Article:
The Hockey News’s Matt Larkin answers a reader question regarding the Hockey Hall of Fame candidacies of Curtis Joseph, Chris Osgood and Daniel Alfredsson in part with a staid answer regarding Osgood’s case for the Hall of Fame…
Osgood has the weakest case of the three. He was a dependable caretaker goaltender on a collection of powerhouse Detroit Red Wing teams that were peppered with Hall of Famers. He didn’t receive a single Vezina vote in 13 of his 17 seasons. It’s fair to call him underrated, as he posted some outstanding numbers during his best years with Detroit, but it was also the equivalent of piling up home runs during the steroid era. Many goalies had ridiculous numbers during the Dead Puck years, so Osgood’s stats stand out less when you juxtapose them with those of his peers. He was a good goalie but, even at his best, he was closer to top-10 in the league than top-five.
(For better or worse, Osgood won 3 Stanley Cups, too)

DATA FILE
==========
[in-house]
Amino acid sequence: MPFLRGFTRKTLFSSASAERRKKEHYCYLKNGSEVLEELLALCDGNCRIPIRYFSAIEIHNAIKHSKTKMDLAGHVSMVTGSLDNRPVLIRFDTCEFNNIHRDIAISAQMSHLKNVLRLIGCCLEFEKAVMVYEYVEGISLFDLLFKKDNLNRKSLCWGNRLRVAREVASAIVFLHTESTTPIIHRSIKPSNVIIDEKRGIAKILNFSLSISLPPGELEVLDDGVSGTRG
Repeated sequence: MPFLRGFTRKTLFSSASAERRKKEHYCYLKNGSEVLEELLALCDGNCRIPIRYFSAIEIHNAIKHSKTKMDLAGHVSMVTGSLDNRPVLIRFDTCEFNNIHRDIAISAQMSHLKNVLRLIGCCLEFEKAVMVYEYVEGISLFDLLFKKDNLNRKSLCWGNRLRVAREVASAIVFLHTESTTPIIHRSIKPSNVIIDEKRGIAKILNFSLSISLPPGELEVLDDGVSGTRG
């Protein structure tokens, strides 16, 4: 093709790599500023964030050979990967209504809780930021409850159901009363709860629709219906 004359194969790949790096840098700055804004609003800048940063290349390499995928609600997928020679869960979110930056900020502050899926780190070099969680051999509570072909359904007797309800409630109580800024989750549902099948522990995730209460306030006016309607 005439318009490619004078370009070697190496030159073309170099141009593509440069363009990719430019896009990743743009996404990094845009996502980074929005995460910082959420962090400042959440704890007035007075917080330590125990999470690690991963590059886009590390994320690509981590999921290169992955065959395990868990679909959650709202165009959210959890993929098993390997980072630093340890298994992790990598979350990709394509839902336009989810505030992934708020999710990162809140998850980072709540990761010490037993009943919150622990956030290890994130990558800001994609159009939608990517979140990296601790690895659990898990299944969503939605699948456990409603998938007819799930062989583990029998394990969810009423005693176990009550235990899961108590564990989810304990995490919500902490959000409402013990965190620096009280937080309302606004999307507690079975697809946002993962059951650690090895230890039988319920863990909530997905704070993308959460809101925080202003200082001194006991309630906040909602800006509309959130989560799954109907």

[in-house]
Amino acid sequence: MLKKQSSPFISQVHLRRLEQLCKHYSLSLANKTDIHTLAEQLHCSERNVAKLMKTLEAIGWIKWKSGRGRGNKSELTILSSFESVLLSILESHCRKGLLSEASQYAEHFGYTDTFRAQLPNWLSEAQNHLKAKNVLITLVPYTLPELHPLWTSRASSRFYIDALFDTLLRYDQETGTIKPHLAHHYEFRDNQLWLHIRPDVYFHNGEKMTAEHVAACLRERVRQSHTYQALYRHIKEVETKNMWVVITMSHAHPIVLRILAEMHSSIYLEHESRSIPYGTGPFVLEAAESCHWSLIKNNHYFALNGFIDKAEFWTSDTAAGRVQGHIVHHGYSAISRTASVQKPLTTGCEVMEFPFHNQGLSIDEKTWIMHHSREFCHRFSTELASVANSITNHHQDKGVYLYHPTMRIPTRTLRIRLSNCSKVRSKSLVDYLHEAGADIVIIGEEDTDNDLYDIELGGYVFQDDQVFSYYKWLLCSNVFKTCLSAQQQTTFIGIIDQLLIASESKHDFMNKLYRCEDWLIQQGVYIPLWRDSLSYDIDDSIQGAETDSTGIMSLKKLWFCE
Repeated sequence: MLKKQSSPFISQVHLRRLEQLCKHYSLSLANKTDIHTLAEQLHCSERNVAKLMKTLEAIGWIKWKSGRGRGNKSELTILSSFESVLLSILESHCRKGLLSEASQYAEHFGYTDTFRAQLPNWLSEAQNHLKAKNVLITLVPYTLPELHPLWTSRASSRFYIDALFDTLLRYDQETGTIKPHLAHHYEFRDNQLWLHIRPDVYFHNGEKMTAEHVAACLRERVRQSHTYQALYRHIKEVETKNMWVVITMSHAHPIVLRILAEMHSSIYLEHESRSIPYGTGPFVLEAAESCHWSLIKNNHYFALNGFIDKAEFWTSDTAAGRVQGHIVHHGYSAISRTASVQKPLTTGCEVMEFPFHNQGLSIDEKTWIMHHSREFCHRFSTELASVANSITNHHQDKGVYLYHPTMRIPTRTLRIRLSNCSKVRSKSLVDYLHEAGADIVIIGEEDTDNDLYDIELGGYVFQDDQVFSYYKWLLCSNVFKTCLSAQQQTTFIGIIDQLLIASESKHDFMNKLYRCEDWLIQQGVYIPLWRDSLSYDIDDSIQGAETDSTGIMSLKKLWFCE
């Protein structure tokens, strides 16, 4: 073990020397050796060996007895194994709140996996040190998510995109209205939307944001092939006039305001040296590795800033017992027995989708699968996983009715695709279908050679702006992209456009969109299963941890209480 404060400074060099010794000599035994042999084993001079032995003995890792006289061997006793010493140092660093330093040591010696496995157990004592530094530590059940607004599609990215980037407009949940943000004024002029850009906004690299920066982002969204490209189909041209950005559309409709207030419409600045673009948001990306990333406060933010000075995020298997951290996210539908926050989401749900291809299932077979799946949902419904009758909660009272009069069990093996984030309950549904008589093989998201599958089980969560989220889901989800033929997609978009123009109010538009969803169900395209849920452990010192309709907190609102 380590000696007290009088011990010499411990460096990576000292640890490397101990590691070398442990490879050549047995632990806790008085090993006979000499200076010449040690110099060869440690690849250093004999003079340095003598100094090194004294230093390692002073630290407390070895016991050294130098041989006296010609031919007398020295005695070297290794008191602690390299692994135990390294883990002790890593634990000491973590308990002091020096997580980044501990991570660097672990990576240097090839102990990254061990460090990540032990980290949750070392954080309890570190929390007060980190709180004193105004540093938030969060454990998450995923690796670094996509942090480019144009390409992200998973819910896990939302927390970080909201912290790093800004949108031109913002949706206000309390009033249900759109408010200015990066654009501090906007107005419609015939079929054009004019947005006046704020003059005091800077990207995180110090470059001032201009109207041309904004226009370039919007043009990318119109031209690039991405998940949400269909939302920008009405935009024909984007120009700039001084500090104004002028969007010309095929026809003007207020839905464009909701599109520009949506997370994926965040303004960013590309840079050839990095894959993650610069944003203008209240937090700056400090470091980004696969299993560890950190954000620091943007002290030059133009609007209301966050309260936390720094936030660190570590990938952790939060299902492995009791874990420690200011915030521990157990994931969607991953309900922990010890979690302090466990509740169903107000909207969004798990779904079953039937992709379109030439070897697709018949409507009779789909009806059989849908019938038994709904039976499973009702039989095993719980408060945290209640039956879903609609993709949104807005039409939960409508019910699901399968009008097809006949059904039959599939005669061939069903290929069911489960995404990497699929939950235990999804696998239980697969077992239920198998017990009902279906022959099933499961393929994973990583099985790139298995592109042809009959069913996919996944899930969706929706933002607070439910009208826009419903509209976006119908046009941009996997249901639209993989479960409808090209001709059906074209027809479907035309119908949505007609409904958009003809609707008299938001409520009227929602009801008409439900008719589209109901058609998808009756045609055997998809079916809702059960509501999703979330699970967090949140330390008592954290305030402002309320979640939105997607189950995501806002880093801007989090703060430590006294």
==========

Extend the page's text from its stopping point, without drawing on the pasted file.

And I honestly disagree far more vehemently with Larkin regarding this point than I do regarding his take on Osgood’s career:
If I had my way, I’m not sure I’d put any of these guys in the Hall. I think the Hockey Hall of Fame is too lenient and should be reserved for players who were considered among the most dominant at their positions for half a decade or more. That’s why I prefer seeing a shooting-star career like Eric Lindros’ earn Hall recognition than someone who was merely “quite good for a long time.”
I’m fine with the Hockey Hall of Fame being for both “shooting stars” and players who were “really good for a long time.” As far as I’m concerned, the company is too exclusive for its own good, and the Selection Committee has, in my opinion, done a shitty job of honoring international pioneers, women players who were stalwarts at their position but didn’t win awards over extended careers.
The Hockey Hall of Fame is supposed to be a Hall of fame, and it’s too often an exclusive wing thereof. I’d love to see more players added, not fewer players.